You don’t have a crystal ball, so how can you know what your clients are thinking? Chances are you’re already knowledgeable about your subject or you wouldn’t have earned a seat at the table. But how knowledgeable are you about your clients? Not gaining that knowledge can look like this: clients slumped in their seats, pretending to be interested, yawning, checking their wristwatches a lot, and/or playing Angry Birds while you’re talking. If you’re not already adept at reading nonverbal signals, pick up a book on the topic, like Louder Than Words by Joe Navarro. Another treasure trove of tips to step up your game as a presenter is The Power of Communication by Helio Fred Garcia. My book, Self-Promotion for Introverts®, also contains information about the verbal as well as nonverbal aspects of giving a successful presentation.

Cheat sheet for targeting your clients

Want a little preventative medicine? The following cheat sheet will help you organize your “intel” efforts so you’ll target your clients more effectively before and during your next presentation.

  1. Take their pulse. If it’s appropriate and feasible to reach out to your clients before you present to them, prepare three questions to ask them via e-mail or phone. Having more information before you enter the room will be particularly helpful if you’re an introvert because you prefer thinking about things before you speak.
  2. Tap into other sources of information. Identify other people and resources (e.g., online searches, LinkedIn.com) that can help you learn more about your clients. This is where you get to use your introvert’s detective skills.

  3. Learn who the key decision makers are. Find out as much as you can about them. For example, have they engaged services such as yours or your firm’s in the past? If so, what have their experiences been?
  4. Anticipate your clients’ potential reactions and objections. Consider what this client is likely to find most and least attractive about your pitch. What are the gaps you need to fill before “showtime”? Also, prepare responses to tough questions.
  5. Get your pitch down cold. Practice stating specifically how your firm’s offerings are best for this client. If possible, ask someone to videotape your pitch (i.e., point your smartphone at you practicing!). Remember: Many introverts don’t like speaking impromptu; if that’s you, practice is the key to sounding confident. Always have a compelling opening line up your sleeve to command your audience’s attention from the start.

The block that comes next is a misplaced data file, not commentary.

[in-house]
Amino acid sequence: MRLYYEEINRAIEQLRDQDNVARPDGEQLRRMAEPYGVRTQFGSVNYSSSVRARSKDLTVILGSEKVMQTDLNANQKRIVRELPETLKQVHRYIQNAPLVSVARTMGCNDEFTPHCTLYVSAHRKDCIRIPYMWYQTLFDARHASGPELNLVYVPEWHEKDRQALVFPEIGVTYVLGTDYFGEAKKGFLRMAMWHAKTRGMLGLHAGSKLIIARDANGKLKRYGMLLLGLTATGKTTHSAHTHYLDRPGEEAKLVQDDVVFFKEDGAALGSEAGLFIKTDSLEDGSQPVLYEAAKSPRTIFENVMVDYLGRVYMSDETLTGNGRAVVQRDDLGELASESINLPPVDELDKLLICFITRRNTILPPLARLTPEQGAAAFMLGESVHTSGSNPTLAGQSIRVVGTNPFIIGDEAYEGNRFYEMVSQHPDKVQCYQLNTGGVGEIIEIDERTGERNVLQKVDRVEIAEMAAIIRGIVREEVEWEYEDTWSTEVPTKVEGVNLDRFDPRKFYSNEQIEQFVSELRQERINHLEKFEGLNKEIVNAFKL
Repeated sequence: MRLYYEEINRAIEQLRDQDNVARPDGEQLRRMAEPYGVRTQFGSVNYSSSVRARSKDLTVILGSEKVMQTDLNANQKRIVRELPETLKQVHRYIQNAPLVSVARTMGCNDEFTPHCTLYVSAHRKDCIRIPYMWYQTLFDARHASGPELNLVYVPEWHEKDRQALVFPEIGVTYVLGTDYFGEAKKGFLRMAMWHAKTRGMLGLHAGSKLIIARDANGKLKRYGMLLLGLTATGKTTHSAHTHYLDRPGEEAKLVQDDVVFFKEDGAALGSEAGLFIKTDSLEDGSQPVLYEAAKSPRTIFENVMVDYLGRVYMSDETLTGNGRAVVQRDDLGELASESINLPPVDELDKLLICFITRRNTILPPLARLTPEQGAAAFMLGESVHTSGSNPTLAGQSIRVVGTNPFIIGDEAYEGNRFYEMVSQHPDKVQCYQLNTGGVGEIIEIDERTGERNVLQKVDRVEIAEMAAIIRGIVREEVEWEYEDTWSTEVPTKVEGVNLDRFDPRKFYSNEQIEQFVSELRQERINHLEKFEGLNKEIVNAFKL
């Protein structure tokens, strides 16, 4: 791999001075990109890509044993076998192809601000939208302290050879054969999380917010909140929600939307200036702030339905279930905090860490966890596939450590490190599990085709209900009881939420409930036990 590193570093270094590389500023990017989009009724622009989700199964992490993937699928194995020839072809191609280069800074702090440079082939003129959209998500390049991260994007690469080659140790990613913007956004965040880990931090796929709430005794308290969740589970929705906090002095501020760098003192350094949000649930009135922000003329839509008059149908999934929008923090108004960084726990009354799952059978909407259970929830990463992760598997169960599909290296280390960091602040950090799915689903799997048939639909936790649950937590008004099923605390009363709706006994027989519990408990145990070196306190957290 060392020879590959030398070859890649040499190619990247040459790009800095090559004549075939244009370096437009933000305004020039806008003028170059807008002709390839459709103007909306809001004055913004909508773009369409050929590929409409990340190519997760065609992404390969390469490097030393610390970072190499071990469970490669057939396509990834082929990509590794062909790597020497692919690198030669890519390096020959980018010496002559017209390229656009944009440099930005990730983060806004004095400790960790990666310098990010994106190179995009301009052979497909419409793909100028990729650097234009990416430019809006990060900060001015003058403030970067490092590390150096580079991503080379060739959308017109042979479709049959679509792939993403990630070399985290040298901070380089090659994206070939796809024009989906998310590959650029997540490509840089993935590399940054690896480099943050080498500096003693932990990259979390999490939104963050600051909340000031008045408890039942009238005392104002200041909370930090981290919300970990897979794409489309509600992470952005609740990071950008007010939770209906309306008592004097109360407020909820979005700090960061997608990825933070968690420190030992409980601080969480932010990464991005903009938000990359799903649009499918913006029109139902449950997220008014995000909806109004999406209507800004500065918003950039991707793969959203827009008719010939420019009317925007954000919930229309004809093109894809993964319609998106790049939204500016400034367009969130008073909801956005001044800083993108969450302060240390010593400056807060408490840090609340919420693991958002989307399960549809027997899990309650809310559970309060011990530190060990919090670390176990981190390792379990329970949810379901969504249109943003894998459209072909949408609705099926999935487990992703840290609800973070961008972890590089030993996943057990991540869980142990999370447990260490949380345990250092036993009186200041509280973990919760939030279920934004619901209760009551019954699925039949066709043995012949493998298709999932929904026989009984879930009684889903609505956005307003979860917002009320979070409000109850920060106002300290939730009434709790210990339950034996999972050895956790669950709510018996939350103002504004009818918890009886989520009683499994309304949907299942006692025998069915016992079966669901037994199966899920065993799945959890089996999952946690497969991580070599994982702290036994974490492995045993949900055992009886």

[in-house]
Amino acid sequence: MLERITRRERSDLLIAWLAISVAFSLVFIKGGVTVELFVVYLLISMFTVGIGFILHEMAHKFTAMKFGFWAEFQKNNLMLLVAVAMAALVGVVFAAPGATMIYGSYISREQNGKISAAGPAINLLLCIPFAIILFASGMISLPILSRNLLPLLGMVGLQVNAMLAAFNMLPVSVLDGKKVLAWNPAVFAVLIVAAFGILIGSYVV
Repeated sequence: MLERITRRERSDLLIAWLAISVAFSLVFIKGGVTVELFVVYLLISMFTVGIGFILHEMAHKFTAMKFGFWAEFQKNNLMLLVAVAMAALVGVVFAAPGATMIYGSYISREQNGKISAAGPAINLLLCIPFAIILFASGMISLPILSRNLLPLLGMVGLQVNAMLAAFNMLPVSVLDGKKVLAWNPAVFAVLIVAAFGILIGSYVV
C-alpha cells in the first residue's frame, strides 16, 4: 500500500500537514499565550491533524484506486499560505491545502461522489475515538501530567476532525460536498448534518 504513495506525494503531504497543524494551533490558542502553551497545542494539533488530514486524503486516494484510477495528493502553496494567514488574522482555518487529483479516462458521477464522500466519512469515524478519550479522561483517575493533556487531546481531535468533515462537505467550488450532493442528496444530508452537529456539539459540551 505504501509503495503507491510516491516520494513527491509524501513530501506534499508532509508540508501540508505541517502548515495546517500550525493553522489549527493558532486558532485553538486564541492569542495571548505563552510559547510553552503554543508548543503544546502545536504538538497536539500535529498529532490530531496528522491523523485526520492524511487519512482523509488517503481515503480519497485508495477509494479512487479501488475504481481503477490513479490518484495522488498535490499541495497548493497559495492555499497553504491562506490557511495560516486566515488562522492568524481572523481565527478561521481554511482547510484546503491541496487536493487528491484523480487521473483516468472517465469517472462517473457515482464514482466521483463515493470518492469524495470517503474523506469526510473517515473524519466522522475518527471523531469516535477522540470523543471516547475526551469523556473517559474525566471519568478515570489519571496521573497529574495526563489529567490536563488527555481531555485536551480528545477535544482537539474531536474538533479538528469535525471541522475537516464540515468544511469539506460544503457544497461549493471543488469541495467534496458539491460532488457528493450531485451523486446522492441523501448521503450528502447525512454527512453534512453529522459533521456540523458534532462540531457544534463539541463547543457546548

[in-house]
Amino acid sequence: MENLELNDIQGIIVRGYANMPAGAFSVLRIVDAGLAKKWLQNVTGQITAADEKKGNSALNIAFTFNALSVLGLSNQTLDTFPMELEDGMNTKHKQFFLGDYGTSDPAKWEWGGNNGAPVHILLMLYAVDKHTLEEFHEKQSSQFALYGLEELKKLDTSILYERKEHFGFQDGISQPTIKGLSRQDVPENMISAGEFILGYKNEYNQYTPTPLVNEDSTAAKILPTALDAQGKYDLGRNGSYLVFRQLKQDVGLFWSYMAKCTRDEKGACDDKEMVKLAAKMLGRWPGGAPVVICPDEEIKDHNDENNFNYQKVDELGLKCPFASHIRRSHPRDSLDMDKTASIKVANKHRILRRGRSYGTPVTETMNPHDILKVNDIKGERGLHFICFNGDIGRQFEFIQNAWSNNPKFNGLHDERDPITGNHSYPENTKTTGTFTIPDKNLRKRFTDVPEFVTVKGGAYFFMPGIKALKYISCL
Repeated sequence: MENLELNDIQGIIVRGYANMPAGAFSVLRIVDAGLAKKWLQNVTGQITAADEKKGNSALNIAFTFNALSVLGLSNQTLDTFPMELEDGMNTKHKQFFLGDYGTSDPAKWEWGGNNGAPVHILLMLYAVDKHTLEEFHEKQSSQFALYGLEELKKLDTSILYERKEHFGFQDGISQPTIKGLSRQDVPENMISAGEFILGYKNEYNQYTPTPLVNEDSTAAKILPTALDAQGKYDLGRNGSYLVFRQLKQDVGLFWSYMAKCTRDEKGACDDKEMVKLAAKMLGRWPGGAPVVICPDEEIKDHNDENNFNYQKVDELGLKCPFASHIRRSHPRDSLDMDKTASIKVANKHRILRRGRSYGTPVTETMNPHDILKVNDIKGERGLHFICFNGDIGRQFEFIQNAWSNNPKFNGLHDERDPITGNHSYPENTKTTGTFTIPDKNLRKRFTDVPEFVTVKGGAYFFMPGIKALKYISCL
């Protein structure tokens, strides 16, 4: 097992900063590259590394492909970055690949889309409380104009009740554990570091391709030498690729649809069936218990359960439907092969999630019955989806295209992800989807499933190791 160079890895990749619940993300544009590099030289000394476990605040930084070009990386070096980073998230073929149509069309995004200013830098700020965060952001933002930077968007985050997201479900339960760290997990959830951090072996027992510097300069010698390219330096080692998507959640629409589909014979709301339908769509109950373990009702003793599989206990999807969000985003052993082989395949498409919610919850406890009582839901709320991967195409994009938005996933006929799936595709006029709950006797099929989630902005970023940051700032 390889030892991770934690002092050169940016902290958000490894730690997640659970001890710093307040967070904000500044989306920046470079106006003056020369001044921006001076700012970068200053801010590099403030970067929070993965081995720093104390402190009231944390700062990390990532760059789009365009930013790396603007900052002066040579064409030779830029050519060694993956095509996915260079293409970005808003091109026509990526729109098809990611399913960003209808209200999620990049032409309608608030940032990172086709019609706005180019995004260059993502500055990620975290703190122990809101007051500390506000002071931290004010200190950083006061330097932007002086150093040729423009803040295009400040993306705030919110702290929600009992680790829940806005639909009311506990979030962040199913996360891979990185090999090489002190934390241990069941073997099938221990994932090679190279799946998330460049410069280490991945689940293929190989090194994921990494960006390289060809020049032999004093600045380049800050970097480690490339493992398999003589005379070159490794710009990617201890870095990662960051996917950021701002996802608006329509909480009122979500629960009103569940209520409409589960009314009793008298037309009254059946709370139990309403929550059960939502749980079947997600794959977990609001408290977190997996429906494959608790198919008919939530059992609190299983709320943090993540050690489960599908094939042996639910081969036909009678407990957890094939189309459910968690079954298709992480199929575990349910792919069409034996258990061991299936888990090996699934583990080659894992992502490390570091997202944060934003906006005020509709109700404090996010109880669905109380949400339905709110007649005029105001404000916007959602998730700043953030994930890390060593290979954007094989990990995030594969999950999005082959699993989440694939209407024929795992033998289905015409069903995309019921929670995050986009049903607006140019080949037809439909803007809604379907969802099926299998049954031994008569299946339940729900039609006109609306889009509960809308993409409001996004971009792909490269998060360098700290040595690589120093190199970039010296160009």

6. Determine what you can offer. Get clear about which challenges you can and cannot address for your clients.
  7. Enlighten your clients. Introverts are often sponges for information. Share the wealth; educate your clients on their areas of interest.

  8. Speak their language. Avoid jargon and acronyms that your clients may not know.
  9. Get clear on your role in the presentation. If you’re presenting with colleagues, do a dry run with them. If time is tight, at least get a consensus on who will present what, and when.
  10. Prepare for a course correction. If you feel your audience slipping away, determine how you’ll rein them back in. For example, simple language like, “I’m sensing that you would find something else more interesting. What can I do to make this presentation more relevant to you?” Draw on your listening skills to hone in on their response.
  11. Next steps. Determine what action you would like your client to take as a result of your presentation. Also, decide how you can follow up most effectively.
  12. Reflect, regroup, and learn for next time. If your colleagues attended or presented with you, have a “post-mortem” meeting to compare notes about what worked and what you can all do better next time. If you’re an introvert, take time to reflect and gather your thoughts before that meeting.

Copyright © 2012 Nancy Ancowitz